The single most effective bed bug treatment strategy is killing bed bugs with heat. Heat treatment is environmentally safe, chemical free, and kills bed bugs in places you can't see them.
Bed bugs are resilient, but they have one big weakness: They die in temperatures above 120 degrees Fahrenheit. Exposing them to temperatures that exceed 120 degrees for a few hours kills them quickly.
Heat treatment is the most effective way of killing bed bugs, but it's not something the average homeowner can do or afford to do in call cases.
Heat treatment can be done by the "do it your selfer", is done most effectively by a well trained professional exterminators with heavy duty heat treating equipment. But for many, this can be cost prohibitive, and can also be done by yourself using some available products, including enclosures and heaters designed for bed bug treatment and bed bug steamers.
We cover both. Below we discuss having it done by a professional, and later in this article, we provide 7 steps you can take on your own to heat treat for bed bugs.
The con of whole house treatment by a professional is that it's often cost prohibitive for many people that are facing bed bug infestations. Costs are coming down, but heat treatment costs are still fairly expensive.
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Whole house treatment by professionals is done by bringing large furnaces and generators on site, generally contained within a large truck, van or trailer. Hot air from the furnaces is directed into the house via large hoses and fans and into a window.
The whole house is closed down, and air exceeding 120 degrees is pumped into the home turning your home into one large bed bug oven. Additional fans are used inside the home spread the heat.
This process continues for a few hours to ensure the hot air reaches all of the areas within your home, to kill all the bed bugs.
Again, bed bug heat treatment cost can be very expensive, but seldom requires additional treatments if done correctly.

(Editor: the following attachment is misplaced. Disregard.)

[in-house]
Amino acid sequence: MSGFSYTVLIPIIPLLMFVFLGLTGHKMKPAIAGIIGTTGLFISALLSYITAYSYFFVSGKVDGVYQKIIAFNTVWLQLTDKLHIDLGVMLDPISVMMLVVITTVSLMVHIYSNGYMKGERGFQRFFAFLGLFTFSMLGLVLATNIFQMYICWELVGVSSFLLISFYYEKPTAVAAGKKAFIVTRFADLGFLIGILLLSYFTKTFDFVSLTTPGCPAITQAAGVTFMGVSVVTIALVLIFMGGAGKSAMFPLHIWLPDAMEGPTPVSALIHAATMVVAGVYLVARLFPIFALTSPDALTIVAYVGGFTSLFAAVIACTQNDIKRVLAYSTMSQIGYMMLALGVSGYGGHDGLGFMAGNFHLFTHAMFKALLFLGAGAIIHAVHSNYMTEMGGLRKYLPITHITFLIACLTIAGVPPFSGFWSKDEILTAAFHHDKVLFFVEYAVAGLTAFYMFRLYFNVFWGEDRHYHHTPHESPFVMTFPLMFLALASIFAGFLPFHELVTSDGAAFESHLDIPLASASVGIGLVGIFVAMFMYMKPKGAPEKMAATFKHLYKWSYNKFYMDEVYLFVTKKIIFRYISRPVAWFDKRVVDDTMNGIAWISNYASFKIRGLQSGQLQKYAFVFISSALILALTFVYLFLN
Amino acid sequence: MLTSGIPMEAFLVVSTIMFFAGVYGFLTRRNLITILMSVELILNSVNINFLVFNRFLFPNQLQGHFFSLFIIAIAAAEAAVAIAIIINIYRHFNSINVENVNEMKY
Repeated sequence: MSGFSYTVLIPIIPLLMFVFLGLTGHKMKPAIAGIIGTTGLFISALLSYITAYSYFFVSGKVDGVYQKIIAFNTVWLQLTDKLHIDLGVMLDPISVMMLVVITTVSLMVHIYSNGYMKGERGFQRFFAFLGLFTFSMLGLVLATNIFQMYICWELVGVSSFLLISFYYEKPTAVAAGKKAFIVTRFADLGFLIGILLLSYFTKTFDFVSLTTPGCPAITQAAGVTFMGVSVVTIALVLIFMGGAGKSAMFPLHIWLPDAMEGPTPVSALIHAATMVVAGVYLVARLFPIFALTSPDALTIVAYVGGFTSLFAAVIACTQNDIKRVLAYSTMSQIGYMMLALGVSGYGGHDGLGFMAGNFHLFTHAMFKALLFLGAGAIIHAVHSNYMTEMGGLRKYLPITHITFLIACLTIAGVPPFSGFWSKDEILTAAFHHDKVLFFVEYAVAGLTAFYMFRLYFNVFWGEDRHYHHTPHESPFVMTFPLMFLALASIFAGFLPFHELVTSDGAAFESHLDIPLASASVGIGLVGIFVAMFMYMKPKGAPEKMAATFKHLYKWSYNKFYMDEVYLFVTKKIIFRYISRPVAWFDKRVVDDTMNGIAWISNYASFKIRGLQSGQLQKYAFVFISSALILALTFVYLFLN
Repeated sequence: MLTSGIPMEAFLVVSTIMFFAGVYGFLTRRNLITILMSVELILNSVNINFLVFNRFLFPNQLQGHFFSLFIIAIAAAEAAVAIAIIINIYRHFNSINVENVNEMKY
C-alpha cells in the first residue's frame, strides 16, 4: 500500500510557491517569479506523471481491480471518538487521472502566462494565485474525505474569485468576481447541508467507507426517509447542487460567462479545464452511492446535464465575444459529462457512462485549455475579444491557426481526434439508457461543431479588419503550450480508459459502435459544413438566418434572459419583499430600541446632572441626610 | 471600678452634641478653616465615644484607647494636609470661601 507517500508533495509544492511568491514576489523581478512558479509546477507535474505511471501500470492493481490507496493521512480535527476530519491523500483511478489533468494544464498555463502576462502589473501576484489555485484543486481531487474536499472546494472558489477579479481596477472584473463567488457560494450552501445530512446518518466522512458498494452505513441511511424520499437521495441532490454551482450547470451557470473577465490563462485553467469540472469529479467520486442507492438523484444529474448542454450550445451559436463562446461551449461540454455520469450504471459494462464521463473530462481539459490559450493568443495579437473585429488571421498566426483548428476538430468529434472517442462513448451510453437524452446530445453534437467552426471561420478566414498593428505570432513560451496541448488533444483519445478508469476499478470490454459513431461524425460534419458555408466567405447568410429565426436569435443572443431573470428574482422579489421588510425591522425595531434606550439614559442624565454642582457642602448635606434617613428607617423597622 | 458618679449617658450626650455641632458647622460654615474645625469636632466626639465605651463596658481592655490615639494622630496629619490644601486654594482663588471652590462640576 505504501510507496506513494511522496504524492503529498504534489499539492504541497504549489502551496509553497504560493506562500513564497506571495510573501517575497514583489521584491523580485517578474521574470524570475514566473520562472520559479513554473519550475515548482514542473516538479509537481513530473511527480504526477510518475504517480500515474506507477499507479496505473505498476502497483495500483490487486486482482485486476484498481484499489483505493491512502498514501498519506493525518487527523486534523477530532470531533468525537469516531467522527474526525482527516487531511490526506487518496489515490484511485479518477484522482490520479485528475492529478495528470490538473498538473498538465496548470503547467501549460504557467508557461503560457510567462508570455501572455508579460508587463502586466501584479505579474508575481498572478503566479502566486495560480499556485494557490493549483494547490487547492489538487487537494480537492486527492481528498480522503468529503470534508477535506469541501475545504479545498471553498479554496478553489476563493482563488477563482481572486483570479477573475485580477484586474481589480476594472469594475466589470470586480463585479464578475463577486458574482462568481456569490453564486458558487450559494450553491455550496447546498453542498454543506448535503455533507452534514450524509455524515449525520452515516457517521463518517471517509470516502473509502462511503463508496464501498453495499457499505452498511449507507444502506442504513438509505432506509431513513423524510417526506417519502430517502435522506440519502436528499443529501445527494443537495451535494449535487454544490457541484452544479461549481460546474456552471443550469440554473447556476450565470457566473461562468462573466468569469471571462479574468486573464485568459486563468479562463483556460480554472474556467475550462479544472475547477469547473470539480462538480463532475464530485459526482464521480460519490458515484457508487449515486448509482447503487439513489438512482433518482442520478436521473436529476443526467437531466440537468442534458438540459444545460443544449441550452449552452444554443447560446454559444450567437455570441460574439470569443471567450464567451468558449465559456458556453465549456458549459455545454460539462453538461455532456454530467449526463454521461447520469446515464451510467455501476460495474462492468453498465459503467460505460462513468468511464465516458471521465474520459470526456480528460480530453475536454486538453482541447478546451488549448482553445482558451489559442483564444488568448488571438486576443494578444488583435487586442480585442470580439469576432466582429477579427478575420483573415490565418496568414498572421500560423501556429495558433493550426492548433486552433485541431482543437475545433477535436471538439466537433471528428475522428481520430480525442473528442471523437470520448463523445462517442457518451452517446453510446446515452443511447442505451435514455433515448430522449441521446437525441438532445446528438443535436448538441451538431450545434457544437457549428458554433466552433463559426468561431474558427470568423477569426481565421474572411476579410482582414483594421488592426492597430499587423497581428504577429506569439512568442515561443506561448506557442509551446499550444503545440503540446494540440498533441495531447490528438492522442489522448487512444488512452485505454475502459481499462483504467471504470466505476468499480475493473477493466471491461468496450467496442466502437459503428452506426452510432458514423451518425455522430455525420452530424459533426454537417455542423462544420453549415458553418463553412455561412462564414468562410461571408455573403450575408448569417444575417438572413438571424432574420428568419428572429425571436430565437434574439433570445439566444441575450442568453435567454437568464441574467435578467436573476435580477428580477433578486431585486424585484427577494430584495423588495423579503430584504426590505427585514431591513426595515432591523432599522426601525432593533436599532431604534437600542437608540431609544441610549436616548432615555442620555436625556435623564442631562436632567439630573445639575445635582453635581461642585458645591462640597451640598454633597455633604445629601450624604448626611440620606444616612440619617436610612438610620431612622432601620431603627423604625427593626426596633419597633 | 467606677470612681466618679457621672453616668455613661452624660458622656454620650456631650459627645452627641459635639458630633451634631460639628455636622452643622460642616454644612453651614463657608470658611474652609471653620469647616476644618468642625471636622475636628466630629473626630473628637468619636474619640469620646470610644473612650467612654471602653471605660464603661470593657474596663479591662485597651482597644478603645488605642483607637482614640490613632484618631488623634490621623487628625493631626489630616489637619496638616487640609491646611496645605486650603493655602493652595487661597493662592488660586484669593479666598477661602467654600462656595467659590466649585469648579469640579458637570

While a little more tedious, do it yourself bed bug heat treatment is still an excellent option for these that cannot afford a professional. Critically important though is that the proper steps and safe bed bug heat treatment equipment are used.
Far too may people have tried to use their own equipment or processes and unfortunately ended up burning their homes down or damming their home or belongings.
We have a 7 step process that we highly recommend you follow that combines heat treatment with a few other traditional and proven bed bug treatment methods.
You'll want to use either your Clothes Dryer or a ZappBug.
The advantage of using the ZappBug is that only one treatment is required AND you can immediately place your clothing items into the ZappBug in the same room. This reduces the risk of spreading the bed bugs into other areas of your home.
If you elect to use your Dryer, remove the clothing, bed sheets and curtains, and immediately place them into heavy duty trash bags. This will keep you from spreading any bed bugs into other areas of your home.
Carefully carry the bag to your dryer, place the bag into your dryer and dump it out while the bag is in the dryer. Pay attention to be sure no bed bugs fall out. If they do, douse them in rubbing alcohol.